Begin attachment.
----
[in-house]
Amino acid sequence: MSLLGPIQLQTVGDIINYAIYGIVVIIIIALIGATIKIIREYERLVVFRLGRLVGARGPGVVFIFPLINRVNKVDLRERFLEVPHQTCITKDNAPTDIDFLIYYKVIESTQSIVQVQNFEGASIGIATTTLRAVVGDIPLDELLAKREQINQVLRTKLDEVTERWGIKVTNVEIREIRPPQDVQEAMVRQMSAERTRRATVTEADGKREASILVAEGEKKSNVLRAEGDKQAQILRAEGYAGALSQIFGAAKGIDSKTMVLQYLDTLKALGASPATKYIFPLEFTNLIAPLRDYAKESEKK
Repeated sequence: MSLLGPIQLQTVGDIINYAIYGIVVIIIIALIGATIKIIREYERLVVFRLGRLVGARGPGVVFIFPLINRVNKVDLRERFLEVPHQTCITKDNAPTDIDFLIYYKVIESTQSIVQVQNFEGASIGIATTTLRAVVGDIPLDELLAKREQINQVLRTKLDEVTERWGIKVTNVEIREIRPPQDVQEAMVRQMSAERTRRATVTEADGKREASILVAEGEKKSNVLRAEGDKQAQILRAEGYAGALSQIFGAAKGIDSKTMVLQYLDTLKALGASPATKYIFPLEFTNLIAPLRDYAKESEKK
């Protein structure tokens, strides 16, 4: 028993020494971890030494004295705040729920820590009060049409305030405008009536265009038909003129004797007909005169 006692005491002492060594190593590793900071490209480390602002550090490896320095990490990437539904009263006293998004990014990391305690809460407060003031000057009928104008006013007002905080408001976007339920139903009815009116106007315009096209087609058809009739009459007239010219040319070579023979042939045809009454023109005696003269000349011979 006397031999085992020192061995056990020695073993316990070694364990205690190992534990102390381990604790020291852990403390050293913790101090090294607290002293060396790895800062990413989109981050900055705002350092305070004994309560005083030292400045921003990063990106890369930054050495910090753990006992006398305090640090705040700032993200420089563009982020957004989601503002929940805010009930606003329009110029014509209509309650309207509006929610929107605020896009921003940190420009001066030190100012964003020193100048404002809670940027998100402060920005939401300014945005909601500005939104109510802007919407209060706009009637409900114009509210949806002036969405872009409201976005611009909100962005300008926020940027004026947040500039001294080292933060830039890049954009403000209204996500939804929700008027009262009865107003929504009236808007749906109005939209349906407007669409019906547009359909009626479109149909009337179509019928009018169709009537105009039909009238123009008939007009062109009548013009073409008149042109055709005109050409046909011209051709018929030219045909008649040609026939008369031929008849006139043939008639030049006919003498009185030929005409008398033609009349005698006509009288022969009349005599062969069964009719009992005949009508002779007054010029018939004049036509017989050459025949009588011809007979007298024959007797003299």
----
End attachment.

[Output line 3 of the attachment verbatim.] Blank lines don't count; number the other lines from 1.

Repeated sequence: MSLLGPIQLQTVGDIINYAIYGIVVIIIIALIGATIKIIREYERLVVFRLGRLVGARGPGVVFIFPLINRVNKVDLRERFLEVPHQTCITKDNAPTDIDFLIYYKVIESTQSIVQVQNFEGASIGIATTTLRAVVGDIPLDELLAKREQINQVLRTKLDEVTERWGIKVTNVEIREIRPPQDVQEAMVRQMSAERTRRATVTEADGKREASILVAEGEKKSNVLRAEGDKQAQILRAEGYAGALSQIFGAAKGIDSKTMVLQYLDTLKALGASPATKYIFPLEFTNLIAPLRDYAKESEKK